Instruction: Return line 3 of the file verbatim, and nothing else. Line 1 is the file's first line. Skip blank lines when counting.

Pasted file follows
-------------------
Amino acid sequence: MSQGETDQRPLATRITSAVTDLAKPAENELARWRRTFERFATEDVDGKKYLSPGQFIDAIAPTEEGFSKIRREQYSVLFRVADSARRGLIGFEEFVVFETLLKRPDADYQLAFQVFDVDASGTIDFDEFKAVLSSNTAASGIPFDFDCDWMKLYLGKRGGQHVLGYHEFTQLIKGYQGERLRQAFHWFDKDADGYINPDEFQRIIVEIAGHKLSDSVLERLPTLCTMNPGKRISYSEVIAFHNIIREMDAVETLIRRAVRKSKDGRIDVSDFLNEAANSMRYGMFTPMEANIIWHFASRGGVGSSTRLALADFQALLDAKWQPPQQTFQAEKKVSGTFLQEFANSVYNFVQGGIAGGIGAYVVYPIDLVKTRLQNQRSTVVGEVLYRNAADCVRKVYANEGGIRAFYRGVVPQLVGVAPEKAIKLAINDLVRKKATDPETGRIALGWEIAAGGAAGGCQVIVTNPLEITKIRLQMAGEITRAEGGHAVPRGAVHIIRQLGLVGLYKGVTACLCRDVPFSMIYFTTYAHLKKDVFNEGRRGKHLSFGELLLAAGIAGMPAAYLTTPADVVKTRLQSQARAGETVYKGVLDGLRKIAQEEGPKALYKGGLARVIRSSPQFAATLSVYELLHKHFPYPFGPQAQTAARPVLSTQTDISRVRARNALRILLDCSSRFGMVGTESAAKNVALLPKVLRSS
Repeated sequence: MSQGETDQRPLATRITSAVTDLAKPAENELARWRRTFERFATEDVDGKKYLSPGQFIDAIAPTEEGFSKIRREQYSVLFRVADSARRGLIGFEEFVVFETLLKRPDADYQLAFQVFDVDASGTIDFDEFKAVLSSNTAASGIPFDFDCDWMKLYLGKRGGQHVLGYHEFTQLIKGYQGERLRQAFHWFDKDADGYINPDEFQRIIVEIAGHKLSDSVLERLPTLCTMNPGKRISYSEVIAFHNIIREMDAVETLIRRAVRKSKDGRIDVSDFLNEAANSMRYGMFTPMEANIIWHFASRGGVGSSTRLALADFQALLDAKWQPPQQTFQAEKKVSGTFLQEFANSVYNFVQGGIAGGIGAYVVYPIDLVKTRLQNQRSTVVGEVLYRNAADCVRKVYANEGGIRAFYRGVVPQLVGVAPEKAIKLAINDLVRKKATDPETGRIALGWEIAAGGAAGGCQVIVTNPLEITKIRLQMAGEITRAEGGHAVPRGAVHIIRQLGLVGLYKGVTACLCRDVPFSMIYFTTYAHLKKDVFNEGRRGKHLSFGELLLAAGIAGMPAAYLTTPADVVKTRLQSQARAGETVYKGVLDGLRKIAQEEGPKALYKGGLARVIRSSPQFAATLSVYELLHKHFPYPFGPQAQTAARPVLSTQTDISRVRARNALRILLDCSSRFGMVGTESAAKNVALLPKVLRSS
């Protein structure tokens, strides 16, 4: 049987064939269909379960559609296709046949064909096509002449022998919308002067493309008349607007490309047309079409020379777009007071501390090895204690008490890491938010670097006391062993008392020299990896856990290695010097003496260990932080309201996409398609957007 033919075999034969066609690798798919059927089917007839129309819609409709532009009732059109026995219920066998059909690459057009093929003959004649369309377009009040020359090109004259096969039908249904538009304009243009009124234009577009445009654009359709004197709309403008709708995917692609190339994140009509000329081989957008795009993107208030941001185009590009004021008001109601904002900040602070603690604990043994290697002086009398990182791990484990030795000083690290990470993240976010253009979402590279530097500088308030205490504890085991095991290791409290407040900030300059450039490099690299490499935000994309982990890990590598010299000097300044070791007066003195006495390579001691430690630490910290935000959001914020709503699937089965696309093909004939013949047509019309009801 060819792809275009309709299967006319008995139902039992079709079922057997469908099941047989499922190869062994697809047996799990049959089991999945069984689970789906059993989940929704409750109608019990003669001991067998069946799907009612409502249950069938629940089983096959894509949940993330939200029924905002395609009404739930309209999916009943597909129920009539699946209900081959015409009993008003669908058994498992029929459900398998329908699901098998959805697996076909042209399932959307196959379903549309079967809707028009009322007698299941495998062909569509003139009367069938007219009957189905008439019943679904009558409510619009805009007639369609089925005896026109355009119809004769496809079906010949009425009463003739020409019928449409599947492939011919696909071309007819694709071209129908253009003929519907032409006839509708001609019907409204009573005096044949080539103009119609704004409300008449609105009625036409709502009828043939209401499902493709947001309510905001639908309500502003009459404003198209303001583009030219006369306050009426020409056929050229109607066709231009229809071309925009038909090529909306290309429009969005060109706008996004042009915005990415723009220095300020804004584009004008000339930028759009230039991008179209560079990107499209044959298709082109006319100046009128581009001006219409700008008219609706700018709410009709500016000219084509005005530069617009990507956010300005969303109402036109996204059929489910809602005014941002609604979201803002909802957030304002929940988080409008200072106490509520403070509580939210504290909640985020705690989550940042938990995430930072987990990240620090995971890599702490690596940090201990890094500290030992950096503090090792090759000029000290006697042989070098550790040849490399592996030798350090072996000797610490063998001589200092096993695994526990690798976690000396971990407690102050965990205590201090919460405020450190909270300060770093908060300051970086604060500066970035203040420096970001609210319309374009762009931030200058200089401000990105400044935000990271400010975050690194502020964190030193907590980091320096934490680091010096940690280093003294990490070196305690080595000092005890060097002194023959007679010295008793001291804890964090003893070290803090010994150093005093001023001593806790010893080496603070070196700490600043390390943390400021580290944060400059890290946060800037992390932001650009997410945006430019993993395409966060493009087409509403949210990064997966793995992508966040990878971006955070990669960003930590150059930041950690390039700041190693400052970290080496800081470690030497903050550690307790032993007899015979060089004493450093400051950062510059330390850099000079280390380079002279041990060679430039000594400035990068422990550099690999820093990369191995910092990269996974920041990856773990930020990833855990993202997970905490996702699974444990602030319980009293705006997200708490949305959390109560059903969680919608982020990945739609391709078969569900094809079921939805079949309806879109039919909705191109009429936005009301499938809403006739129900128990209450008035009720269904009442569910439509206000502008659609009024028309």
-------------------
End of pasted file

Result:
């Protein structure tokens, strides 16, 4: 049987064939269909379960559609296709046949064909096509002449022998919308002067493309008349607007490309047309079409020379777009007071501390090895204690008490890491938010670097006391062993008392020299990896856990290695010097003496260990932080309201996409398609957007 033919075999034969066609690798798919059927089917007839129309819609409709532009009732059109026995219920066998059909690459057009093929003959004649369309377009009040020359090109004259096969039908249904538009304009243009009124234009577009445009654009359709004197709309403008709708995917692609190339994140009509000329081989957008795009993107208030941001185009590009004021008001109601904002900040602070603690604990043994290697002086009398990182791990484990030795000083690290990470993240976010253009979402590279530097500088308030205490504890085991095991290791409290407040900030300059450039490099690299490499935000994309982990890990590598010299000097300044070791007066003195006495390579001691430690630490910290935000959001914020709503699937089965696309093909004939013949047509019309009801 060819792809275009309709299967006319008995139902039992079709079922057997469908099941047989499922190869062994697809047996799990049959089991999945069984689970789906059993989940929704409750109608019990003669001991067998069946799907009612409502249950069938629940089983096959894509949940993330939200029924905002395609009404739930309209999916009943597909129920009539699946209900081959015409009993008003669908058994498992029929459900398998329908699901098998959805697996076909042209399932959307196959379903549309079967809707028009009322007698299941495998062909569509003139009367069938007219009957189905008439019943679904009558409510619009805009007639369609089925005896026109355009119809004769496809079906010949009425009463003739020409019928449409599947492939011919696909071309007819694709071209129908253009003929519907032409006839509708001609019907409204009573005096044949080539103009119609704004409300008449609105009625036409709502009828043939209401499902493709947001309510905001639908309500502003009459404003198209303001583009030219006369306050009426020409056929050229109607066709231009229809071309925009038909090529909306290309429009969005060109706008996004042009915005990415723009220095300020804004584009004008000339930028759009230039991008179209560079990107499209044959298709082109006319100046009128581009001006219409700008008219609706700018709410009709500016000219084509005005530069617009990507956010300005969303109402036109996204059929489910809602005014941002609604979201803002909802957030304002929940988080409008200072106490509520403070509580939210504290909640985020705690989550940042938990995430930072987990990240620090995971890599702490690596940090201990890094500290030992950096503090090792090759000029000290006697042989070098550790040849490399592996030798350090072996000797610490063998001589200092096993695994526990690798976690000396971990407690102050965990205590201090919460405020450190909270300060770093908060300051970086604060500066970035203040420096970001609210319309374009762009931030200058200089401000990105400044935000990271400010975050690194502020964190030193907590980091320096934490680091010096940690280093003294990490070196305690080595000092005890060097002194023959007679010295008793001291804890964090003893070290803090010994150093005093001023001593806790010893080496603070070196700490600043390390943390400021580290944060400059890290946060800037992390932001650009997410945006430019993993395409966060493009087409509403949210990064997966793995992508966040990878971006955070990669960003930590150059930041950690390039700041190693400052970290080496800081470690030497903050550690307790032993007899015979060089004493450093400051950062510059330390850099000079280390380079002279041990060679430039000594400035990068422990550099690999820093990369191995910092990269996974920041990856773990930020990833855990993202997970905490996702699974444990602030319980009293705006997200708490949305959390109560059903969680919608982020990945739609391709078969569900094809079921939805079949309806879109039919909705191109009429936005009301499938809403006739129900128990209450008035009720269904009442569910439509206000502008659609009024028309």